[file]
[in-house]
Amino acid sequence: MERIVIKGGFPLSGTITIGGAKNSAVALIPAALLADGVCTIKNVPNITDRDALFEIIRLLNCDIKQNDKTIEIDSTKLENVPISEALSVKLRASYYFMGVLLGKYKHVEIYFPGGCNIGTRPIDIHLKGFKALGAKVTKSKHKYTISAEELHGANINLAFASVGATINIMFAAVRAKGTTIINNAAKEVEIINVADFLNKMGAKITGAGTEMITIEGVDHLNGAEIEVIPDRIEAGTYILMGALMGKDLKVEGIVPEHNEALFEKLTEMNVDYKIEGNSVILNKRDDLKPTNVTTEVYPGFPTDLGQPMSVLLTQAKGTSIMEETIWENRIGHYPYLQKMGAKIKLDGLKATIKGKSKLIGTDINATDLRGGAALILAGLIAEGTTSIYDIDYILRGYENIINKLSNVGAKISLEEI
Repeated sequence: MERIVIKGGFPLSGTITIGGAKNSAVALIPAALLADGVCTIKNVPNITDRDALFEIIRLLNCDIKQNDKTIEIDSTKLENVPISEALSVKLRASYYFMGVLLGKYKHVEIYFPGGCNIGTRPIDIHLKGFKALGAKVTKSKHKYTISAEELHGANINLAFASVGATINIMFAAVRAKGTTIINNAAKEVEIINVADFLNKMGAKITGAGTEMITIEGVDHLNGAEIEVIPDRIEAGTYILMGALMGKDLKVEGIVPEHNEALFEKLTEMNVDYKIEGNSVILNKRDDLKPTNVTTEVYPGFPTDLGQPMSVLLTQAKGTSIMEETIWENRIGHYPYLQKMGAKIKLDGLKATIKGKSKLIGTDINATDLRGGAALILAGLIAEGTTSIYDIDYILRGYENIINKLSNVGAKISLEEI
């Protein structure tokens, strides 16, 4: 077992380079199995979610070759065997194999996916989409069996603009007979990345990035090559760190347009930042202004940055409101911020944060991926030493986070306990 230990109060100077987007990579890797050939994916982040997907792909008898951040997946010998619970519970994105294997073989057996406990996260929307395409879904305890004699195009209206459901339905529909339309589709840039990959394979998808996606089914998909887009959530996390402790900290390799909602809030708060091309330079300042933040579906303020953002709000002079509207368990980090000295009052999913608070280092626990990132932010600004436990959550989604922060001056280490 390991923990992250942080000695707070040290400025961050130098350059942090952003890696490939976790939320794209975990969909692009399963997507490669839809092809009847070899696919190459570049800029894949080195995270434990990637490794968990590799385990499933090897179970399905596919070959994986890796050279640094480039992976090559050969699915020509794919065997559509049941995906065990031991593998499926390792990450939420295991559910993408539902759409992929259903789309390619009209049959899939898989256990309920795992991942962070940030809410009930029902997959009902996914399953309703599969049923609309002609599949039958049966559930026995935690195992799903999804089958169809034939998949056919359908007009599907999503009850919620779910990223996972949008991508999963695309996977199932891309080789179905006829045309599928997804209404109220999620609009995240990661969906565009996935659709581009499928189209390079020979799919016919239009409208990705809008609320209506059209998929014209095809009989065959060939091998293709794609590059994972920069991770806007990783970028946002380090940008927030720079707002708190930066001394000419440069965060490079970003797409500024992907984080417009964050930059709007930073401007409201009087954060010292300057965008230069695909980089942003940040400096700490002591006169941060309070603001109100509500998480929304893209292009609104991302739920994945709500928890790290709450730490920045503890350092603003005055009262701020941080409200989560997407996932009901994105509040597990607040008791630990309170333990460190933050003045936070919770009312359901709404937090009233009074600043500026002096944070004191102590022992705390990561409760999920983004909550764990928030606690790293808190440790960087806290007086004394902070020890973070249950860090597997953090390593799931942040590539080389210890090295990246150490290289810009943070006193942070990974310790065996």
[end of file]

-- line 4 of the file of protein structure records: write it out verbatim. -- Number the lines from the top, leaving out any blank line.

């Protein structure tokens, strides 16, 4: 077992380079199995979610070759065997194999996916989409069996603009007979990345990035090559760190347009930042202004940055409101911020944060991926030493986070306990 230990109060100077987007990579890797050939994916982040997907792909008898951040997946010998619970519970994105294997073989057996406990996260929307395409879904305890004699195009209206459901339905529909339309589709840039990959394979998808996606089914998909887009959530996390402790900290390799909602809030708060091309330079300042933040579906303020953002709000002079509207368990980090000295009052999913608070280092626990990132932010600004436990959550989604922060001056280490 390991923990992250942080000695707070040290400025961050130098350059942090952003890696490939976790939320794209975990969909692009399963997507490669839809092809009847070899696919190459570049800029894949080195995270434990990637490794968990590799385990499933090897179970399905596919070959994986890796050279640094480039992976090559050969699915020509794919065997559509049941995906065990031991593998499926390792990450939420295991559910993408539902759409992929259903789309390619009209049959899939898989256990309920795992991942962070940030809410009930029902997959009902996914399953309703599969049923609309002609599949039958049966559930026995935690195992799903999804089958169809034939998949056919359908007009599907999503009850919620779910990223996972949008991508999963695309996977199932891309080789179905006829045309599928997804209404109220999620609009995240990661969906565009996935659709581009499928189209390079020979799919016919239009409208990705809008609320209506059209998929014209095809009989065959060939091998293709794609590059994972920069991770806007990783970028946002380090940008927030720079707002708190930066001394000419440069965060490079970003797409500024992907984080417009964050930059709007930073401007409201009087954060010292300057965008230069695909980089942003940040400096700490002591006169941060309070603001109100509500998480929304893209292009609104991302739920994945709500928890790290709450730490920045503890350092603003005055009262701020941080409200989560997407996932009901994105509040597990607040008791630990309170333990460190933050003045936070919770009312359901709404937090009233009074600043500026002096944070004191102590022992705390990561409760999920983004909550764990928030606690790293808190440790960087806290007086004394902070020890973070249950860090597997953090390593799931942040590539080389210890090295990246150490290289810009943070006193942070990974310790065996």